Traffic violations can range from minor to serious, but there are negative consequences for all of them. If you’re convicted of a traffic violation, you can face penalties ranging from a few points on your license and a small fee to thousands of dollars in fees and jail time.

The best way to avoid traffic violations and the woes that can come with them is by understanding and obeying traffic laws. Check out some of the most common moving violations in Illinois below to learn how to avoid some of the most expensive traffic violations.

Things do happen on the road, though, and drivers and law enforcement officers alike can make mistakes. If you’re facing a traffic violation, consulting with an Illinois driver defense lawyer can help you understand your options for protecting your interests and future.

What Is Considered a Moving Violation in Illinois?

Under Illinois law, traffic violations are divided into two broad categories: moving violations and non-moving violations. For the most part, the difference between the two is that a moving violation occurs and is relevant to the vehicle being in motion. A non-moving violation occurs when the car is not in motion or has nothing to do with the motion of the car.

Examples of non-moving violations include having a registration or driver’s license that is expired, driving with a broken taillight, getting parking tickets of various types, or stopping in a no-stopping zone. Examples of moving violations include speeding, failure to stop, following too closely, failure to yield, and DUI.

In general, moving violations are more serious offenses than non-moving violations overall, though there may be exceptions. Moving violations may come with higher fines and a greater potential for loss of your license.

3 of the Most Common Moving Violations in Illinois

Everquote, an online insurance aggregator, asks people about past traffic violations during the quote process for auto insurance. Everquote published some Illinois driver ticket information based on millions of answers on quote forms, providing insight into the most common moving violations in the state.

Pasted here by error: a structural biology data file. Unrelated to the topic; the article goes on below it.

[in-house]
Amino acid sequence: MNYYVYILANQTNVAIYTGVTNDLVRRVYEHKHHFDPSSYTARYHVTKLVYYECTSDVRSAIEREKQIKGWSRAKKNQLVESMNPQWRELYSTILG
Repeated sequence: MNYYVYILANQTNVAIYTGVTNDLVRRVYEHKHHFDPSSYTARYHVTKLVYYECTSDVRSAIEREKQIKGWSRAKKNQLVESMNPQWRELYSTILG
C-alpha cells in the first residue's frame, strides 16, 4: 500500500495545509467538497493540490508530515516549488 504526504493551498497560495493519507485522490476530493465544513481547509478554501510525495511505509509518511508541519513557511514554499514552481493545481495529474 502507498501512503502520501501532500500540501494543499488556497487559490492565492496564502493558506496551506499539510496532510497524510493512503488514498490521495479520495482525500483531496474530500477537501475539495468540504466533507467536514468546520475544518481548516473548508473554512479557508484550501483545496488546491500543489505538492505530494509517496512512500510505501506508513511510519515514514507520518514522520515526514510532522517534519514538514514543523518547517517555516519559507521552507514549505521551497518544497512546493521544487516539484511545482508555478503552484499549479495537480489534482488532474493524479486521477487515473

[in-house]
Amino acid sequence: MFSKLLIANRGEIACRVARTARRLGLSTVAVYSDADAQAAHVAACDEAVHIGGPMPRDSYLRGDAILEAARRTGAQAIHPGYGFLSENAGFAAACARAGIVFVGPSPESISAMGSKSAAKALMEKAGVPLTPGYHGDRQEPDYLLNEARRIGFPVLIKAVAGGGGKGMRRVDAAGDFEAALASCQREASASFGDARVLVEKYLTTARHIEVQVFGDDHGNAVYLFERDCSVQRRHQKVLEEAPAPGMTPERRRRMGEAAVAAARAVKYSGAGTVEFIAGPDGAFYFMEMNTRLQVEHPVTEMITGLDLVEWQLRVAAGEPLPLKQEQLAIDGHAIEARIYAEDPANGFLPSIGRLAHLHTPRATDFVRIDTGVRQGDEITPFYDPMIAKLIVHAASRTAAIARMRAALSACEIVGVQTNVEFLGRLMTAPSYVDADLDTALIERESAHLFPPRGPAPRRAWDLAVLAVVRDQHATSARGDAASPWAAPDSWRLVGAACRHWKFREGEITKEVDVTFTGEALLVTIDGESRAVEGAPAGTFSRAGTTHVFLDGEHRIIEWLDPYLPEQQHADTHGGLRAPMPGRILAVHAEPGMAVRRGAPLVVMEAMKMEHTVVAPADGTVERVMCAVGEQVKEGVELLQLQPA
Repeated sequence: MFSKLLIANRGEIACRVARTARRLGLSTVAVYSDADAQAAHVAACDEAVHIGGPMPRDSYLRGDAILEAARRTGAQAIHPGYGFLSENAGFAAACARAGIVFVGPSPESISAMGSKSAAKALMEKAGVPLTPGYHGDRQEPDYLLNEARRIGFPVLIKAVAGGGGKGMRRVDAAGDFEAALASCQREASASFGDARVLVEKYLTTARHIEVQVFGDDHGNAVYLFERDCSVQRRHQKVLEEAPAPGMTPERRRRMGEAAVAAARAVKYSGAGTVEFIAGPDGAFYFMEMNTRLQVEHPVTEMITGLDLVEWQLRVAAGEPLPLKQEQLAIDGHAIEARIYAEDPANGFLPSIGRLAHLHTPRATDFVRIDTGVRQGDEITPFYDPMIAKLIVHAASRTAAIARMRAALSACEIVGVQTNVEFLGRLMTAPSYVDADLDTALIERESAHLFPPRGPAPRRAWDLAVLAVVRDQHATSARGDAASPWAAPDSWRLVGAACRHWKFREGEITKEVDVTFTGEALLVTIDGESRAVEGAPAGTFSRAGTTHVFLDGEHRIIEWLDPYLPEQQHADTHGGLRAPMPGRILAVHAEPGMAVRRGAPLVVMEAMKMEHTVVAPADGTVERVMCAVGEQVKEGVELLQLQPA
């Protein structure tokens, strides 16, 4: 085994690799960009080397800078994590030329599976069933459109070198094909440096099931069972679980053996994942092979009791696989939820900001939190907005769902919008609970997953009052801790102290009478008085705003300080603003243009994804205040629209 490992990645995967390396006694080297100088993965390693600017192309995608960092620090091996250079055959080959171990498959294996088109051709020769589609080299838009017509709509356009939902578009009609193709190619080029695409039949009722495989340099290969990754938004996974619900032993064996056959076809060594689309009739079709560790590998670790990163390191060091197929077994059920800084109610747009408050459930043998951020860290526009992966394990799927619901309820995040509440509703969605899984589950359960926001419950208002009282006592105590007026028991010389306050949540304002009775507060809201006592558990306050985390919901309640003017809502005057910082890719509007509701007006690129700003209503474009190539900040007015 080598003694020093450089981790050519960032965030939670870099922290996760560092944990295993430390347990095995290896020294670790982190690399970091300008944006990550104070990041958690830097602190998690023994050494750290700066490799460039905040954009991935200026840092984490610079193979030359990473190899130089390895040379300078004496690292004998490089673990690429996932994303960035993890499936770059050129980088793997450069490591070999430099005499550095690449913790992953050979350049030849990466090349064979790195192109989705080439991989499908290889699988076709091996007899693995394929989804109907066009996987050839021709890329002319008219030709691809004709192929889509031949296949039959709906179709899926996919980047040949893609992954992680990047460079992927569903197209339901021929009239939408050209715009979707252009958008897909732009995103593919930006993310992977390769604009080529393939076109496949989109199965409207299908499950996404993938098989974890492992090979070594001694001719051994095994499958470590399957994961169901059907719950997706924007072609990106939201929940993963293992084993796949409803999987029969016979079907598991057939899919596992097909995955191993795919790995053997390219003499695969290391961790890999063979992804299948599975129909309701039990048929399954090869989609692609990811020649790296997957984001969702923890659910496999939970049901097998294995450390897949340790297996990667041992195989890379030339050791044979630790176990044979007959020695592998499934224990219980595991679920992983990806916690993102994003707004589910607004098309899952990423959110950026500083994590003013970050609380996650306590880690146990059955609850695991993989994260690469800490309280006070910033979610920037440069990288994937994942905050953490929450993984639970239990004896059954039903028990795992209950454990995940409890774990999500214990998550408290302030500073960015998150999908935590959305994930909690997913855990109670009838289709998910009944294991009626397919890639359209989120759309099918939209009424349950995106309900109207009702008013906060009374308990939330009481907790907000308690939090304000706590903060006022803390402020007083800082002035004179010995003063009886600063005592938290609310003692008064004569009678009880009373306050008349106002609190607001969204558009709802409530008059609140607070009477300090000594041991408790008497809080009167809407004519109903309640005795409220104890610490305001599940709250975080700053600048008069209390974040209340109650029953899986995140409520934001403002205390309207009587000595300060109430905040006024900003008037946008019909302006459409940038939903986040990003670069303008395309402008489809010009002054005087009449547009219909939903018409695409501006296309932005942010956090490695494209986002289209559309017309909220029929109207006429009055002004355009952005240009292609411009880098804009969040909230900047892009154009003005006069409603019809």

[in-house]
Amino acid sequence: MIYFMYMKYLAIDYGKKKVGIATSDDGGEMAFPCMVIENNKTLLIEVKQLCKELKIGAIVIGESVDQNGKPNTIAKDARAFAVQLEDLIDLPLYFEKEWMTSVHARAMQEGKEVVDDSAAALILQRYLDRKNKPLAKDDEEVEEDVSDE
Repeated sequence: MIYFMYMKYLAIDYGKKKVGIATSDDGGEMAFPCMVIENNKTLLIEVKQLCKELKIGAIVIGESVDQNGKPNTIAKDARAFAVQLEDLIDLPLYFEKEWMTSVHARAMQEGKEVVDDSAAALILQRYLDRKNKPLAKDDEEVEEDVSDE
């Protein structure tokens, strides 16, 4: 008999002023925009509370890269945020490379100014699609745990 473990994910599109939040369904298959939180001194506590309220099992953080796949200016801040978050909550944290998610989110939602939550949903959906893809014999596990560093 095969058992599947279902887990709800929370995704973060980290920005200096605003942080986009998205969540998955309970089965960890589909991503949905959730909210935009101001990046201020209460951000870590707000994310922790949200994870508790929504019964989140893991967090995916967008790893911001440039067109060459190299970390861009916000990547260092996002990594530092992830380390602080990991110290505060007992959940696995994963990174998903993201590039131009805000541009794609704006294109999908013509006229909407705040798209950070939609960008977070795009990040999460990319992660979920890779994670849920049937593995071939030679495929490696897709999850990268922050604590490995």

1. Speeding-Related Tickets

Tickets related to speeding are the most common non-accident offense reported by drivers to Everquote. Speeding can be a serious traffic violation that even results in jail time depending on the factors of the case.

While the fines and penalties you can face for speeding depend on where you were speeding, how fast you were going, and whether other factors — such as an accident — were involved, if you’re convicted of speeding, you could face up to thousands of dollars in fines and up to one year in jail. You’ll also take a hit with points on your license, which can drive up your insurance costs and potentially result in a license suspension if you have too many points already.

Typically, speeding tickets get most serious when you drive more than 25 miles per hour over the speed limit. Driving 26 to 34 mph above the speed limit is considered a Class B misdemeanor, and driving 35 mph or more above the speed limit is considered a Class A misdemeanor. The first can lead to jail time of up to six months and fines up to $1,500. The second can lead to jail time of up to a year and fines up to $2,500.

2. Failure to Stop Tickets

Aside from accident-related violations reported to Everquote, the next most-common traffic violation reported was failure to stop.

Drivers in Illinois are required to stop at intersections and other locations when signs, lights, or traffic laws demand it. Some times when you must stop include:

  •  On red at a traffic light
  • At a stop sign
  • At railroad tracks when lights or gates indicate an oncoming train
  • For pedestrians in areas where there is a pedestrian right-of-way

A ticket for failure to stop can result in a fine of around $100, though it can be more depending on the circumstances. You can also have up to 20 points added to your driving record, potentially leading to an increase in your auto insurance.

However, some failure to stop actions could result in reckless driving charges. That can lead to more serious penalties, including thousands of dollars in fines, potential suspension of your driver’s license depending on your driving record, and even jail time.

3. Driving on a Suspended License

A third common offense reported to Everquote is driving on a suspended license. This is a serious offense that can result in a fine of up to $2,500 and up to a year in jail. That’s true even if it’s your first offense.

Other Common Traffic Violations in Illinois

Some other traffic violations that are common in the state include:

  • DUI
  • Reckless driving
  • Illegal U-turn
  • Failure to yield
  • Leaving the scene of an accident
  • Failing to wear a seatbelt
  • Texting or using a cell phone while driving

How Driver Defense Team Can Help

As you can see, the details matter when you’re facing a traffic violation charge. Something like the difference between driving 50 mph when the speed limit is 35 versus driving 51 mph when the speed limit is 35 can make a huge difference to the penalties you’re facing and the potential outcome of your case.

Working with an experienced driver defense team can help you protect your access to a driver’s license. Reach out to the Driver Defense Team’s DUI and traffic lawyers if you are facing a traffic charge to find out what options you have moving forward.